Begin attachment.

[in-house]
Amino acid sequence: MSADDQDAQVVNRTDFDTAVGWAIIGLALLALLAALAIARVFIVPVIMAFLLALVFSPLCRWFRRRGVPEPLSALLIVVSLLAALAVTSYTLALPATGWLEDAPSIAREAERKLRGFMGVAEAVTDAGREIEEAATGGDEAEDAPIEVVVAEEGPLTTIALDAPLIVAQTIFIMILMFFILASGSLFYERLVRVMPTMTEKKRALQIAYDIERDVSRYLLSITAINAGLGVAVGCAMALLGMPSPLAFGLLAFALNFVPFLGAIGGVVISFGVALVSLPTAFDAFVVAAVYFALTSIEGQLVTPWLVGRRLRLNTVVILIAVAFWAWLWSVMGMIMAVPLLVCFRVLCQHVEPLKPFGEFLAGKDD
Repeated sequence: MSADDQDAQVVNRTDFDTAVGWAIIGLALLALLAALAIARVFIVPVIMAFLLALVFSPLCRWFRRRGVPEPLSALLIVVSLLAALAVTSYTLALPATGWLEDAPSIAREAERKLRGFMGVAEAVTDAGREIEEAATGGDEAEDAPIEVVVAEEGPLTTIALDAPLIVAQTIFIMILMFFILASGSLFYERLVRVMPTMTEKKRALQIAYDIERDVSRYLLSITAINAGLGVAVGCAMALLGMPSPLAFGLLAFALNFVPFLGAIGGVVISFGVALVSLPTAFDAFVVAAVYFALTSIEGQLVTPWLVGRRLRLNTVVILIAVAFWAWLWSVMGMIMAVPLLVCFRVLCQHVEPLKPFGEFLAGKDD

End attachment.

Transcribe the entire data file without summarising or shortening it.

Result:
[in-house]
Amino acid sequence: MSADDQDAQVVNRTDFDTAVGWAIIGLALLALLAALAIARVFIVPVIMAFLLALVFSPLCRWFRRRGVPEPLSALLIVVSLLAALAVTSYTLALPATGWLEDAPSIAREAERKLRGFMGVAEAVTDAGREIEEAATGGDEAEDAPIEVVVAEEGPLTTIALDAPLIVAQTIFIMILMFFILASGSLFYERLVRVMPTMTEKKRALQIAYDIERDVSRYLLSITAINAGLGVAVGCAMALLGMPSPLAFGLLAFALNFVPFLGAIGGVVISFGVALVSLPTAFDAFVVAAVYFALTSIEGQLVTPWLVGRRLRLNTVVILIAVAFWAWLWSVMGMIMAVPLLVCFRVLCQHVEPLKPFGEFLAGKDD
Repeated sequence: MSADDQDAQVVNRTDFDTAVGWAIIGLALLALLAALAIARVFIVPVIMAFLLALVFSPLCRWFRRRGVPEPLSALLIVVSLLAALAVTSYTLALPATGWLEDAPSIAREAERKLRGFMGVAEAVTDAGREIEEAATGGDEAEDAPIEVVVAEEGPLTTIALDAPLIVAQTIFIMILMFFILASGSLFYERLVRVMPTMTEKKRALQIAYDIERDVSRYLLSITAINAGLGVAVGCAMALLGMPSPLAFGLLAFALNFVPFLGAIGGVVISFGVALVSLPTAFDAFVVAAVYFALTSIEGQLVTPWLVGRRLRLNTVVILIAVAFWAWLWSVMGMIMAVPLLVCFRVLCQHVEPLKPFGEFLAGKDD